Davies the elder, an old friend of the foregoing, had for many years been accustomed to leave his store and landed property to the care of his partners and family, while, in company with Risk, he found in the half-savage life and keen air of the ice-fields a bracing tonic, which prepared them for the enervating cares of the rest of the year. The two had little in common—Risk being a stanch Episcopalian, and Davies an uncompromising Methodist. Risk, rather conservative, and his comrade a ready liberal; but they both possessed[Pg 12] the too rare quality of respect for the opinions of others, and their occasional disputations never degenerated into quarrels.

Ben Davies, a nephew of the foregoing, and also a merchant, was an athletic young fellow, of about five feet eight, just entering upon his twenty-second year. A proficient in all manly exercises, and a keen sportsman, he entered into this new sport with all the enthusiasm of youth, and his preparations for the spring campaign were on the most liberal scale of design and expenditure. In these matters he relied chiefly on the skill, experience, and judgment of his right-hand man and shooting companion, Hughie Creamer.

Hughie was of Irish descent, and middle size, but compact, lithe, and muscular, with a not unkindly face, which, however, showed but too plainly the marks of habitual dissipation. A rigger by occupation, a sailor and pilot at need, a skilful fisherman, and ready shot, with a roving experience, which had given him a smattering of half a score of the more common handicrafts, Hughie was an invaluable comrade on such a quest, and as such had been hired by his young employer. It may be added, that a more plausible liar never mixed the really interesting facts of a changeable life with well-disguised fiction; and it may be doubted if he always knew himself which part of some of his favorite "yarns" were truths, and which were due, as a phrenologist would say, "to[Pg 13] language and imaginativeness large, insufficiently balanced by conscientiousness."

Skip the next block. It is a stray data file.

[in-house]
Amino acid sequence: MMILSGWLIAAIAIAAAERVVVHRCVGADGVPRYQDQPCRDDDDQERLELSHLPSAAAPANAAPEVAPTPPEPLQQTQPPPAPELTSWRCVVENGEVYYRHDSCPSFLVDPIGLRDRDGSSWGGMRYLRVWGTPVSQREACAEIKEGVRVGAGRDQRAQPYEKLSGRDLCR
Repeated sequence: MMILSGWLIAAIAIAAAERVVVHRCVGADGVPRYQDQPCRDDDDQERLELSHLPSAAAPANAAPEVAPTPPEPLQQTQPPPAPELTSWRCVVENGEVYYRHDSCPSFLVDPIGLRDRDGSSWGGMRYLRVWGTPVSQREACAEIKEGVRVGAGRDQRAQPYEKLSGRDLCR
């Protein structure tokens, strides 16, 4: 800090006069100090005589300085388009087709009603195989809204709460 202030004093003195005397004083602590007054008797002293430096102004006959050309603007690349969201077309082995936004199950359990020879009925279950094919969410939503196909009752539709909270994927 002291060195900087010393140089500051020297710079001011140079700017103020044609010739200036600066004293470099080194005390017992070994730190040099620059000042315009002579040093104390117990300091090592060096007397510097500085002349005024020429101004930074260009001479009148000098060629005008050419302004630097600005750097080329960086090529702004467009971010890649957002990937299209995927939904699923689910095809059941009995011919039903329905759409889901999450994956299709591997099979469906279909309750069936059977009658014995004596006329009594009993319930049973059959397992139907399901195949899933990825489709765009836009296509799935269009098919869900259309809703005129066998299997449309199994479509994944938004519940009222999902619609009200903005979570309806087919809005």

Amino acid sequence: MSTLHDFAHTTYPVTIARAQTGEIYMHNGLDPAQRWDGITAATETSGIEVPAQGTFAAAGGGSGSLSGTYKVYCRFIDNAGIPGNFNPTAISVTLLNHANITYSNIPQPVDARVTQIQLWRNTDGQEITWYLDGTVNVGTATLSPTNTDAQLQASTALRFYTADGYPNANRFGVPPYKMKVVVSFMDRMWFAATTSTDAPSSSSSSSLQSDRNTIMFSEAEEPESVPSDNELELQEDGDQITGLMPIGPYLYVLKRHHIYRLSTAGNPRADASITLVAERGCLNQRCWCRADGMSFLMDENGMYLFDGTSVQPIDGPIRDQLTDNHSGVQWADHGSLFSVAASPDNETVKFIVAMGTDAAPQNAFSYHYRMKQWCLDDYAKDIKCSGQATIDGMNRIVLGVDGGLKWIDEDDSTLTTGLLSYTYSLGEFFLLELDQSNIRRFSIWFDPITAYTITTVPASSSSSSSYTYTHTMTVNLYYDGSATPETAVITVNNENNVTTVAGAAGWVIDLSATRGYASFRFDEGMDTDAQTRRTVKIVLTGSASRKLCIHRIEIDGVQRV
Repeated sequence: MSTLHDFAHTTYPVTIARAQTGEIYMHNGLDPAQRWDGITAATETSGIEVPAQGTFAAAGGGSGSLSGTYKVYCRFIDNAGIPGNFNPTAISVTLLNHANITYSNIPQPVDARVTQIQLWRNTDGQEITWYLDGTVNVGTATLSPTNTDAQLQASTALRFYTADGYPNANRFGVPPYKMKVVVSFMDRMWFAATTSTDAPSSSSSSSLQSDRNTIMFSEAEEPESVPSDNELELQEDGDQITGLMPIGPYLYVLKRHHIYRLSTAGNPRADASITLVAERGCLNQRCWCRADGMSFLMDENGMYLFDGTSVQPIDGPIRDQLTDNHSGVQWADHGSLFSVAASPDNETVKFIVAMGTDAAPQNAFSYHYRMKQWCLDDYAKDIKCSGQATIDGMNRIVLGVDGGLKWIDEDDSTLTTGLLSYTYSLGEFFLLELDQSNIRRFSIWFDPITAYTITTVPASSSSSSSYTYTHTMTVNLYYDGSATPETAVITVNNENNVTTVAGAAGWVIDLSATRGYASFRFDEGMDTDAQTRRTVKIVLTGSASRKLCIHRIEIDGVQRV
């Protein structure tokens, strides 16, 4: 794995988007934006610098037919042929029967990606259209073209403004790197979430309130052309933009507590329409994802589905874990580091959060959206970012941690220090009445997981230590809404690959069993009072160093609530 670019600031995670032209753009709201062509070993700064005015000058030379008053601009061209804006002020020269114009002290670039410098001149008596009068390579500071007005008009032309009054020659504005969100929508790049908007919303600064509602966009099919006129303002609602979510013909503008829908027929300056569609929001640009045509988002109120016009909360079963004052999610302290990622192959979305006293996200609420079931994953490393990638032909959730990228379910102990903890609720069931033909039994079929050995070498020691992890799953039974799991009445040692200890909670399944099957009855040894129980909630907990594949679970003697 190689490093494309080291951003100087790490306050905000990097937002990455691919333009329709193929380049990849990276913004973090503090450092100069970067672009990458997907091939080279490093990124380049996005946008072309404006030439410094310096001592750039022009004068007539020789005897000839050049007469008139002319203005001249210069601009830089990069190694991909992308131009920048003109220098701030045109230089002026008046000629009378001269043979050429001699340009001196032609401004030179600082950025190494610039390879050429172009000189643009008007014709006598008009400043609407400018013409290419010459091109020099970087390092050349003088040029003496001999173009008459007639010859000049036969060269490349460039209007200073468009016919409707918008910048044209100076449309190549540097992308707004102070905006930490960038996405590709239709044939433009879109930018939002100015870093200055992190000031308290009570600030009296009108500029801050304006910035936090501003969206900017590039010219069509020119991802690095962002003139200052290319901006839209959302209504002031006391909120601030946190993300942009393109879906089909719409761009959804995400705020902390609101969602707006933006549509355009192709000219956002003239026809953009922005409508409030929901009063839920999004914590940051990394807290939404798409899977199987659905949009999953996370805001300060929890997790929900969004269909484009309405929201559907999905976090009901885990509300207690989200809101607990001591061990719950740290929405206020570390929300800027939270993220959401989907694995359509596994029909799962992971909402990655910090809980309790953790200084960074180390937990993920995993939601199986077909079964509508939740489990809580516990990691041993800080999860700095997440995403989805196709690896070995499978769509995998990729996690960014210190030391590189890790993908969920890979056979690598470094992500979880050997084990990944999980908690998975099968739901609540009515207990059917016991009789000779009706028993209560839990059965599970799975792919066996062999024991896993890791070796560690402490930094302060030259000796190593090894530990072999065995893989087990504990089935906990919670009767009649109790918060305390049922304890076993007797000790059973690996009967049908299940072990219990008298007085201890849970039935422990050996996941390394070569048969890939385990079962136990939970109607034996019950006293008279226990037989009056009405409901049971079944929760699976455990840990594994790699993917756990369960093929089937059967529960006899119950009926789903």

Kennedy was a wiry little New Brunswicker, born just across the St. Croix, but a thorough-going Yankee by education, business habits, and naturalization. "A Brahmin among the Brahmins," he believed in the New York Tribune, as the purest source of all uninspired wisdom; and bitterly regretted that the manifold avocations of Horace Greeley had thus far prevented that truly great man from enlightening his fellow-countrymen on the habits and proper modes of capture of the Anser Canadiensis. As, despite his attenuated and dry appearance, there was a deal of real humor in his composition, Kennedy was considered quite an addition to our little party.